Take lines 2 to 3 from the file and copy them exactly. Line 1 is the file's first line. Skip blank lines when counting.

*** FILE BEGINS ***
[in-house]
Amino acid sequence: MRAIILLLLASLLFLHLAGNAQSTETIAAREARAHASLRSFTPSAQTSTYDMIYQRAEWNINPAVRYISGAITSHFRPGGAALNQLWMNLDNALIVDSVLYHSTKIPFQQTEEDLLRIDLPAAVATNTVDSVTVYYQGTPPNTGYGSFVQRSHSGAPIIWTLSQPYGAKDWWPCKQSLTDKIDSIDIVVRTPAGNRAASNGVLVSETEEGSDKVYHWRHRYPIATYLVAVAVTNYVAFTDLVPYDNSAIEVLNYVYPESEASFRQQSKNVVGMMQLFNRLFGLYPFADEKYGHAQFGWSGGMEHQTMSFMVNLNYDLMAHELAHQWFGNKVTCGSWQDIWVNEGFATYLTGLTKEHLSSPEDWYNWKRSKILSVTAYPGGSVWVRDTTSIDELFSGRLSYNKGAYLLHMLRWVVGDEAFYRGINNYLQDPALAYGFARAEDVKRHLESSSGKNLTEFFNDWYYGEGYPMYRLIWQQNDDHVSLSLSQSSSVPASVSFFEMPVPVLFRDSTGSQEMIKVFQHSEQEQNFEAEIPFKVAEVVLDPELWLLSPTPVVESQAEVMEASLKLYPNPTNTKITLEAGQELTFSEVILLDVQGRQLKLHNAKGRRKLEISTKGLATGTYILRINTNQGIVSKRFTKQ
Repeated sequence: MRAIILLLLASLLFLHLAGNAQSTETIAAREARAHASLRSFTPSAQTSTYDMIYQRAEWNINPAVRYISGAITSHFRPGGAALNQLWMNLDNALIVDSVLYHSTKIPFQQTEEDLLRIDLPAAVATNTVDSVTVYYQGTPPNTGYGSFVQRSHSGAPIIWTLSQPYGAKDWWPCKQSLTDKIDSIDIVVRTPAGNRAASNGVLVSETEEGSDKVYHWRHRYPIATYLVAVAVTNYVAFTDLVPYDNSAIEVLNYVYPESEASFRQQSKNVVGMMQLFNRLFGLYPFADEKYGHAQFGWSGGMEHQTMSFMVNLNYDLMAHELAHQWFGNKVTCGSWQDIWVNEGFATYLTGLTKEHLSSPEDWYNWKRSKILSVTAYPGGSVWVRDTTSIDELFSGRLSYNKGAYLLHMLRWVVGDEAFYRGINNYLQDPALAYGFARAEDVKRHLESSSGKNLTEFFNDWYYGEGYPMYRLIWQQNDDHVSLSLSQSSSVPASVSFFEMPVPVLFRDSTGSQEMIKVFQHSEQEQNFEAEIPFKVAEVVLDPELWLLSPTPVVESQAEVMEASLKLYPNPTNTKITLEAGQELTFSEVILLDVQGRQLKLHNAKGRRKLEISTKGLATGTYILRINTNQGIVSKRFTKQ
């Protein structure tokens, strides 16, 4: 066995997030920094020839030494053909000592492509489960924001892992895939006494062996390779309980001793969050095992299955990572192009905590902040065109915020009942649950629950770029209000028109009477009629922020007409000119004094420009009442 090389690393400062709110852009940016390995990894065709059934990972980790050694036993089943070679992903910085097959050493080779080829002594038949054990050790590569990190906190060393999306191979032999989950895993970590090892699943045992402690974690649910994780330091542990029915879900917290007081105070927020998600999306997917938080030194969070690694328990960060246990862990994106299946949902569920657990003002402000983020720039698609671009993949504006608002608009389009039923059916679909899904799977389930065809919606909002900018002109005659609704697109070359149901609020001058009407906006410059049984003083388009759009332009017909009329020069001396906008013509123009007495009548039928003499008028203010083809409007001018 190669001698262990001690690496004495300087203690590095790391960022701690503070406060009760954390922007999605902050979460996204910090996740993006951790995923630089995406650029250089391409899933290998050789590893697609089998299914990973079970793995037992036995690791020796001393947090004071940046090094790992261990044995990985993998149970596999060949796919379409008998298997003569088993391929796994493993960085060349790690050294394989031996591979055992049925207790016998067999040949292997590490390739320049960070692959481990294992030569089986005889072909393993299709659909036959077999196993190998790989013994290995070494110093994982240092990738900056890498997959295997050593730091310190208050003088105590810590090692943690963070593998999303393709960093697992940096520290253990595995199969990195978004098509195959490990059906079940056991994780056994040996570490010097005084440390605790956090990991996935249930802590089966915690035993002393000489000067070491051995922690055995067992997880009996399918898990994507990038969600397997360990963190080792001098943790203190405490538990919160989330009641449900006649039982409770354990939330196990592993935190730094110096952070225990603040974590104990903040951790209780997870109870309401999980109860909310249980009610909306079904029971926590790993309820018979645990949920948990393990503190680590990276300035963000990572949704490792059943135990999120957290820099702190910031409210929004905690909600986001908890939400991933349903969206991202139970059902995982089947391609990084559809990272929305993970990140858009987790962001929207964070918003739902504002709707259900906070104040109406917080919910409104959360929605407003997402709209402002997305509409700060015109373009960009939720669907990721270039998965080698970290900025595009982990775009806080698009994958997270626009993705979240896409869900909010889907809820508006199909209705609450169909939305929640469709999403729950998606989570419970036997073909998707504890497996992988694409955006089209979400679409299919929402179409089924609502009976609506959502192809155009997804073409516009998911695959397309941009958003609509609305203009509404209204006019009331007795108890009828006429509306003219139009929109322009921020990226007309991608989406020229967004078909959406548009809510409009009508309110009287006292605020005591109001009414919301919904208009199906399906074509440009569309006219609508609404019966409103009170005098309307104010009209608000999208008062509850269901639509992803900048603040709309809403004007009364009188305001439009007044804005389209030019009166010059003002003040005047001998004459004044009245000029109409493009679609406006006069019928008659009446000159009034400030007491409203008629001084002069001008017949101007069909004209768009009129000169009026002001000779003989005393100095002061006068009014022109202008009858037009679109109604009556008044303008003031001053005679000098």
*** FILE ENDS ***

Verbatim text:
Amino acid sequence: MRAIILLLLASLLFLHLAGNAQSTETIAAREARAHASLRSFTPSAQTSTYDMIYQRAEWNINPAVRYISGAITSHFRPGGAALNQLWMNLDNALIVDSVLYHSTKIPFQQTEEDLLRIDLPAAVATNTVDSVTVYYQGTPPNTGYGSFVQRSHSGAPIIWTLSQPYGAKDWWPCKQSLTDKIDSIDIVVRTPAGNRAASNGVLVSETEEGSDKVYHWRHRYPIATYLVAVAVTNYVAFTDLVPYDNSAIEVLNYVYPESEASFRQQSKNVVGMMQLFNRLFGLYPFADEKYGHAQFGWSGGMEHQTMSFMVNLNYDLMAHELAHQWFGNKVTCGSWQDIWVNEGFATYLTGLTKEHLSSPEDWYNWKRSKILSVTAYPGGSVWVRDTTSIDELFSGRLSYNKGAYLLHMLRWVVGDEAFYRGINNYLQDPALAYGFARAEDVKRHLESSSGKNLTEFFNDWYYGEGYPMYRLIWQQNDDHVSLSLSQSSSVPASVSFFEMPVPVLFRDSTGSQEMIKVFQHSEQEQNFEAEIPFKVAEVVLDPELWLLSPTPVVESQAEVMEASLKLYPNPTNTKITLEAGQELTFSEVILLDVQGRQLKLHNAKGRRKLEISTKGLATGTYILRINTNQGIVSKRFTKQ
Repeated sequence: MRAIILLLLASLLFLHLAGNAQSTETIAAREARAHASLRSFTPSAQTSTYDMIYQRAEWNINPAVRYISGAITSHFRPGGAALNQLWMNLDNALIVDSVLYHSTKIPFQQTEEDLLRIDLPAAVATNTVDSVTVYYQGTPPNTGYGSFVQRSHSGAPIIWTLSQPYGAKDWWPCKQSLTDKIDSIDIVVRTPAGNRAASNGVLVSETEEGSDKVYHWRHRYPIATYLVAVAVTNYVAFTDLVPYDNSAIEVLNYVYPESEASFRQQSKNVVGMMQLFNRLFGLYPFADEKYGHAQFGWSGGMEHQTMSFMVNLNYDLMAHELAHQWFGNKVTCGSWQDIWVNEGFATYLTGLTKEHLSSPEDWYNWKRSKILSVTAYPGGSVWVRDTTSIDELFSGRLSYNKGAYLLHMLRWVVGDEAFYRGINNYLQDPALAYGFARAEDVKRHLESSSGKNLTEFFNDWYYGEGYPMYRLIWQQNDDHVSLSLSQSSSVPASVSFFEMPVPVLFRDSTGSQEMIKVFQHSEQEQNFEAEIPFKVAEVVLDPELWLLSPTPVVESQAEVMEASLKLYPNPTNTKITLEAGQELTFSEVILLDVQGRQLKLHNAKGRRKLEISTKGLATGTYILRINTNQGIVSKRFTKQ